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  3. Why stop there? IIRC there is already some platforms advertising eye-tracking, and having it for everything should be that many years of. The way human eyes work you are only actually looking at a tiny fraction of the screen and the rest is blurry and colorless peripheral vision filled in by the brain. It's even possible to measure attention this way as well... Sorry getting lost in SCIFI dreams.

    So yea, not actionable quite yet, but if this becomes reality, this software will be in the perfect position to take advantage of it and skip a decade or two of moors law overnight.

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    1. It is a nice dream. I remember reading somewhere the human eye can move one degree per millisecond. One degree is enough to shift the focus to a whole different area, that means the sensing and then display update must have lower latency.

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    2. No... The eye can move at that rate, but your brain can't comprehend what it is seeing at that rate.

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    3. Comprehend maybe not, but if focus updates a bit later it is likely to be picked up by our brains. We are wired for noticing change, even in the periphery. The wiggling wherever you look will likely convince you to scratch your eyes out. But this is wild speculation on my side.

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    4. From my understanding, the periphery is far more susceptible to noticing change. It's there to attract our attention, and it is also why fluorescent lights appear to flicker when you are not staring directly at them. Seeing as most vr headsets are gunning for 90fps, I assume a 1/90s delay or. 0.01s vs 0.001s delay shouldn't be perceptible.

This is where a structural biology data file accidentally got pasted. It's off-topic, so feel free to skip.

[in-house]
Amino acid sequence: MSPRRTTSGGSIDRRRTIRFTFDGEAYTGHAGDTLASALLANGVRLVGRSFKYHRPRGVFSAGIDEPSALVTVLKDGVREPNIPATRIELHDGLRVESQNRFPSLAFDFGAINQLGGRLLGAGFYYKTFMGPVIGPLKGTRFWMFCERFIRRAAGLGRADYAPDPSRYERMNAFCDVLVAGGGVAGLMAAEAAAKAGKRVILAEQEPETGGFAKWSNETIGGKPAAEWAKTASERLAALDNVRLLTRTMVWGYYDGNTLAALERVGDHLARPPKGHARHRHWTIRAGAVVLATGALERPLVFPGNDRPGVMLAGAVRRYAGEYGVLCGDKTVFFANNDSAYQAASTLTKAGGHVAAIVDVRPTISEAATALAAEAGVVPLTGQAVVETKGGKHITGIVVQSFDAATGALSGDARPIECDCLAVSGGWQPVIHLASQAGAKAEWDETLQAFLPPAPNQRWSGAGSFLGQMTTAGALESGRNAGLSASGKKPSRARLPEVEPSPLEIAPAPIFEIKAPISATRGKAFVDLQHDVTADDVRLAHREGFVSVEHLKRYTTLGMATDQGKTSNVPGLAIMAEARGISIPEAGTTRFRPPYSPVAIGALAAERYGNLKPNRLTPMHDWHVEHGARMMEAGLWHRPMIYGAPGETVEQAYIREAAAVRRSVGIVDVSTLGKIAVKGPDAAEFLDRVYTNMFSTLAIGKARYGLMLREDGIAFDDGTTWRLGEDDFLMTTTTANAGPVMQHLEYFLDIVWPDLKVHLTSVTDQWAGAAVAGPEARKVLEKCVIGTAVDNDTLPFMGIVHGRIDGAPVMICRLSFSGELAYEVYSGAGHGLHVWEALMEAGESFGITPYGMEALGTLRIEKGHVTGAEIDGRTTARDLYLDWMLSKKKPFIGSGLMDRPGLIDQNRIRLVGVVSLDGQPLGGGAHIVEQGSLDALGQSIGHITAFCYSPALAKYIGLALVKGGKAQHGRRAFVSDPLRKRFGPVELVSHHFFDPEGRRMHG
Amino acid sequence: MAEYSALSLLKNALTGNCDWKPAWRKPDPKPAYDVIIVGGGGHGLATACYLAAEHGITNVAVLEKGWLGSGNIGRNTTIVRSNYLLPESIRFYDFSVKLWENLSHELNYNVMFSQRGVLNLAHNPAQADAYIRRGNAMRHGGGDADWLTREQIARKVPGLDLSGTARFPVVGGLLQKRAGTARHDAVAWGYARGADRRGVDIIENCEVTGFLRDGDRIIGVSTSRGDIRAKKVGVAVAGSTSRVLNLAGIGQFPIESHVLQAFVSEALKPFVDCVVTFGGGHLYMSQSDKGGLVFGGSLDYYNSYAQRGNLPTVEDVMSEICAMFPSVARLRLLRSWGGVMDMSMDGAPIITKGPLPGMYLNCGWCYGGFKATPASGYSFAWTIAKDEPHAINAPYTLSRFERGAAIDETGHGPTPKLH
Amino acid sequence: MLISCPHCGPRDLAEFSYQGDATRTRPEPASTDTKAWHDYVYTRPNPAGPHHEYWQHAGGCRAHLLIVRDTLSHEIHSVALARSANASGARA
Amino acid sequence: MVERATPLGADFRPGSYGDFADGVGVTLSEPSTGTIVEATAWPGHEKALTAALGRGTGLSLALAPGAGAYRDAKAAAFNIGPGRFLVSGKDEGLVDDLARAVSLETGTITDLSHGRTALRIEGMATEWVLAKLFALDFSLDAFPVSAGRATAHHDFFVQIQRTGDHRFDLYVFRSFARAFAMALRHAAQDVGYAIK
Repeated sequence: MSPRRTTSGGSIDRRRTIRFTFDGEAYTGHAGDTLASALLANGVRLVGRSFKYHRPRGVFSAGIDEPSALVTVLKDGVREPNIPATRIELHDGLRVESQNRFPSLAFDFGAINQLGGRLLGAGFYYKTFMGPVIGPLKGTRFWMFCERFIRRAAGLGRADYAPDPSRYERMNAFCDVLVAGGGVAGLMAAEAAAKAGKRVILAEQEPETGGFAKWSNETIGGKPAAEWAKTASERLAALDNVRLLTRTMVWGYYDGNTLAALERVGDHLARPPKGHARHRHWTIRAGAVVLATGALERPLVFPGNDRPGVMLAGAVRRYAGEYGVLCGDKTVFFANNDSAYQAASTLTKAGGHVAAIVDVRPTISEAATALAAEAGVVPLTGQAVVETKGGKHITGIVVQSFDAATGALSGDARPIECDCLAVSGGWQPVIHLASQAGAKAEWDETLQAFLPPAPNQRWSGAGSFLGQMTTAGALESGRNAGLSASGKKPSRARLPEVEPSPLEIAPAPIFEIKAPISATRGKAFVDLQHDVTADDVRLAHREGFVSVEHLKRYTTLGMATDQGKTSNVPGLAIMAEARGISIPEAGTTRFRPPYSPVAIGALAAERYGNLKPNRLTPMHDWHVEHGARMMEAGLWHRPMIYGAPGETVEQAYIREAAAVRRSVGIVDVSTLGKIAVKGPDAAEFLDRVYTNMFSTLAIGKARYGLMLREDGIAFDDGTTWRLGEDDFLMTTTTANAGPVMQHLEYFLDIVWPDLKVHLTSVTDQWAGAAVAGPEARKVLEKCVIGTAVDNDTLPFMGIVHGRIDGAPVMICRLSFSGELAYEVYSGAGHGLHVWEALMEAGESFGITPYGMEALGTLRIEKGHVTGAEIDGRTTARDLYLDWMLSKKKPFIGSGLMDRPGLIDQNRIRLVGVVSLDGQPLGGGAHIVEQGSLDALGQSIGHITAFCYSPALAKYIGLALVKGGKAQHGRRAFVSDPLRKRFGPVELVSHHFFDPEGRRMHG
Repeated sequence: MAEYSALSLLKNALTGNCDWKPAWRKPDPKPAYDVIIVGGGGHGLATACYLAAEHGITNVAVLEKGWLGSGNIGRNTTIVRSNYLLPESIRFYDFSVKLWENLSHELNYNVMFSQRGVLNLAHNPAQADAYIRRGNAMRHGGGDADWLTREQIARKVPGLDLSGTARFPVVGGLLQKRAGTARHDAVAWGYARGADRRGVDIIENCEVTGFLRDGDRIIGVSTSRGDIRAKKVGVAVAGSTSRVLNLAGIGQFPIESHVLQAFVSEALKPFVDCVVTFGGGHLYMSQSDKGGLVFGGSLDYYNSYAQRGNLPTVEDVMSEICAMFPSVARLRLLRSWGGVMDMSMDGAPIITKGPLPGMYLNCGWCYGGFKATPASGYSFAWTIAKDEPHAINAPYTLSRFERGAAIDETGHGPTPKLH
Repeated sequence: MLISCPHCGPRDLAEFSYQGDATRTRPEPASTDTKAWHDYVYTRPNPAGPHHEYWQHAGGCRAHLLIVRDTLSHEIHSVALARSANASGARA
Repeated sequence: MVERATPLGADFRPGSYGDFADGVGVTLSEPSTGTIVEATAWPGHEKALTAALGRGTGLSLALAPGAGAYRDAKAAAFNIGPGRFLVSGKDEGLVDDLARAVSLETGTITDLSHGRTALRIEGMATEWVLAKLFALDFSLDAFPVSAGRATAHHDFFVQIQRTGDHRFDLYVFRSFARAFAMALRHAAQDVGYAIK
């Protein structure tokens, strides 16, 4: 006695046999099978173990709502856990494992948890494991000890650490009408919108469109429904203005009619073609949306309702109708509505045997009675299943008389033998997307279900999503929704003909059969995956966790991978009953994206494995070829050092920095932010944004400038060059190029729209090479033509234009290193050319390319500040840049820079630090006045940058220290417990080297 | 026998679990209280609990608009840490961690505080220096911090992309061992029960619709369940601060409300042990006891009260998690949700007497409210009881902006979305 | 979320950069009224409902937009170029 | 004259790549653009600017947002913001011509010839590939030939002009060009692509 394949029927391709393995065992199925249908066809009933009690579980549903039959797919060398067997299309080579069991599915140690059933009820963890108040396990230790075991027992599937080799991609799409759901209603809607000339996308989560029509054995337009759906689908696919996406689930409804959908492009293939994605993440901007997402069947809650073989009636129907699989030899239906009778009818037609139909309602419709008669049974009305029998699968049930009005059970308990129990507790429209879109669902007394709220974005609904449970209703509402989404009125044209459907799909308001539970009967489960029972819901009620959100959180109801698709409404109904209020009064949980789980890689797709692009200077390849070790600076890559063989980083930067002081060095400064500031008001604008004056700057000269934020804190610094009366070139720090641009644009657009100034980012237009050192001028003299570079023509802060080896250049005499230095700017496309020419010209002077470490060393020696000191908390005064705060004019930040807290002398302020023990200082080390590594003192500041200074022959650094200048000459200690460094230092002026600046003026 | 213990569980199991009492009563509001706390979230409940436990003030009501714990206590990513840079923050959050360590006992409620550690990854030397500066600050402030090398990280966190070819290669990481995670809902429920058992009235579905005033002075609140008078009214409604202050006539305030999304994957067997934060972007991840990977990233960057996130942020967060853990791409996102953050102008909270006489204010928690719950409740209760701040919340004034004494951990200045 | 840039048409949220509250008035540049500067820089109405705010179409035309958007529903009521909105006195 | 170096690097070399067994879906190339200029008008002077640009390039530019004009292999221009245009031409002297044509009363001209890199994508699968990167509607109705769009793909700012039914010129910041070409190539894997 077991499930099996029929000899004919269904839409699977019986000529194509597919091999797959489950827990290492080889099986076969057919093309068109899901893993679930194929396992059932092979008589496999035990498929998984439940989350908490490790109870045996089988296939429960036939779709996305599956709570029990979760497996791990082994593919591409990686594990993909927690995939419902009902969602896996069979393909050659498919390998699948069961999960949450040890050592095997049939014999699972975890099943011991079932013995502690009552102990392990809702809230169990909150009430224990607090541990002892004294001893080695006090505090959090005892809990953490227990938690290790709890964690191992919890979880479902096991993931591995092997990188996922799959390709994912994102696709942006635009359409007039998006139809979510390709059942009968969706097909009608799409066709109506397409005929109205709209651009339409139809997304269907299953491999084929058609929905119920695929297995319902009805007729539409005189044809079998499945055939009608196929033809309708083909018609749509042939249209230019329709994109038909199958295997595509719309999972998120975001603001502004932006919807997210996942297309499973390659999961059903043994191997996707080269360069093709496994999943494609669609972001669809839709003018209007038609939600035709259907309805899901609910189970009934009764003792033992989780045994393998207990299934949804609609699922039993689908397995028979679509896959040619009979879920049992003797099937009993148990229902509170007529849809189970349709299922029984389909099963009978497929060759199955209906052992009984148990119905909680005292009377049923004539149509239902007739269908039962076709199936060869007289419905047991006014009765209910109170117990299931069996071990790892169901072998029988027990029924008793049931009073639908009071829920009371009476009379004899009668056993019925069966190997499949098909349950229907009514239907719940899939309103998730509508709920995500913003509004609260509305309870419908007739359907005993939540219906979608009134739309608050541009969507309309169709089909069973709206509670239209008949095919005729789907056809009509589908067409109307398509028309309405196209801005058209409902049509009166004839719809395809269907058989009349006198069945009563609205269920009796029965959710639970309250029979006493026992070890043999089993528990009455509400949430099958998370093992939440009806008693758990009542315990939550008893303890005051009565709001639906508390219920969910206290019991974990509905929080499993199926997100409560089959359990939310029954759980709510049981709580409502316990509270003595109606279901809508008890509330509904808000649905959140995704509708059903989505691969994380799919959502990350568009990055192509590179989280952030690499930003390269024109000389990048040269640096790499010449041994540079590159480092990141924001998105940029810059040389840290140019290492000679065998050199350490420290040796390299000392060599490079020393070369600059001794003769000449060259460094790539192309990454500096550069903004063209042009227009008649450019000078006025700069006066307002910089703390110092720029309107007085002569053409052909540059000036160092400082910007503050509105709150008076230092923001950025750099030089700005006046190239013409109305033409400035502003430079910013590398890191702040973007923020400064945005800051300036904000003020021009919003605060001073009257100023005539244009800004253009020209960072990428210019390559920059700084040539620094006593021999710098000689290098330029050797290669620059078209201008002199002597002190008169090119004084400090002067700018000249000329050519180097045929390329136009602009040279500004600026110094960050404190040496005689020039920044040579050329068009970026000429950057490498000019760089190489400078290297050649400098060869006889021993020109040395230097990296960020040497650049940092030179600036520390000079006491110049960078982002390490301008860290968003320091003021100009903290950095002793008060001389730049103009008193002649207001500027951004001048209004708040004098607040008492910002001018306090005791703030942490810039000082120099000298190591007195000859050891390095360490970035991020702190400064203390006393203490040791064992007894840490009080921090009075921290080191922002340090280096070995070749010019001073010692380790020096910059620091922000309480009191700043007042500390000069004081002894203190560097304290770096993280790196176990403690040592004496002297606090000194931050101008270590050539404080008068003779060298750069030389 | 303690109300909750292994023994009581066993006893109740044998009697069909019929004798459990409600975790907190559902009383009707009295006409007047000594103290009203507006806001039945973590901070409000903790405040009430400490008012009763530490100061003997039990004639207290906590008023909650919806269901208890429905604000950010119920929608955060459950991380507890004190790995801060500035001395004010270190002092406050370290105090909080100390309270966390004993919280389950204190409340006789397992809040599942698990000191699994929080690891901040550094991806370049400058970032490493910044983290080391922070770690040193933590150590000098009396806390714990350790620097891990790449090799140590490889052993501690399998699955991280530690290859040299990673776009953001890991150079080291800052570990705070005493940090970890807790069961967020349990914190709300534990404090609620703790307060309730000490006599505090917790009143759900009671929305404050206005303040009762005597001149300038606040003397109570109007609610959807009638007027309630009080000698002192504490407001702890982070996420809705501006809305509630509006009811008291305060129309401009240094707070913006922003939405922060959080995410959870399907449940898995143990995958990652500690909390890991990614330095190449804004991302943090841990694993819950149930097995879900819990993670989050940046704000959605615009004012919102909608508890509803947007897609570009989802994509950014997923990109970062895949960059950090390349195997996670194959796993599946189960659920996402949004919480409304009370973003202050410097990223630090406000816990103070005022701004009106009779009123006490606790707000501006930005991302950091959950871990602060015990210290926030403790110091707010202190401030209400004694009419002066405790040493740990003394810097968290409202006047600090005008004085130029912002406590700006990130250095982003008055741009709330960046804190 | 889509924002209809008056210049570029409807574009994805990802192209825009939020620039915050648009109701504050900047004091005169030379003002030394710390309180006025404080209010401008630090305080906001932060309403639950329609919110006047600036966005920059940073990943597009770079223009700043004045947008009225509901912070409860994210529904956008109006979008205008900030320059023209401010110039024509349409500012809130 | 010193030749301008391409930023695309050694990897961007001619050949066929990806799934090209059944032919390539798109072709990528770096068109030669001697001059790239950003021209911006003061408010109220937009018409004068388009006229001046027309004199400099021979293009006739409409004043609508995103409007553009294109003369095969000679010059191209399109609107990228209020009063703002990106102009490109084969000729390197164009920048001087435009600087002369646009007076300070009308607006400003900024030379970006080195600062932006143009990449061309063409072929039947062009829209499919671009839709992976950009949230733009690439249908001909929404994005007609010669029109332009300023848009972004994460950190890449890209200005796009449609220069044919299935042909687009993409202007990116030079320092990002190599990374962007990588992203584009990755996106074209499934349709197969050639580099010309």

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    5. Also, hopefully the eye movements are not entirely unpredictable, meaning you could do some machine learning magic and try to stay a step or two ahead, rendering a few path shaped regions where it seems most likely to look next in advance.

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  4. Not sure this would be the location to actually ask this question but it may be an extension to this system.

    Would it be possible through the meta material method to add glue/hardness properties as well? You have physics so that if you destroy material that is no longer supported it will fall. This great! But there is a single hardness, a block wall for example may fracture once it hits something else.

    In addition, tunnel behavior based around material you are tunneling. If you are tunneling through sand, it should be difficult (impossible) as it would collapse around you until something with substantial surface tension holds it up.

    This behavior could be applied to an erosion behavior from environmental influence as well.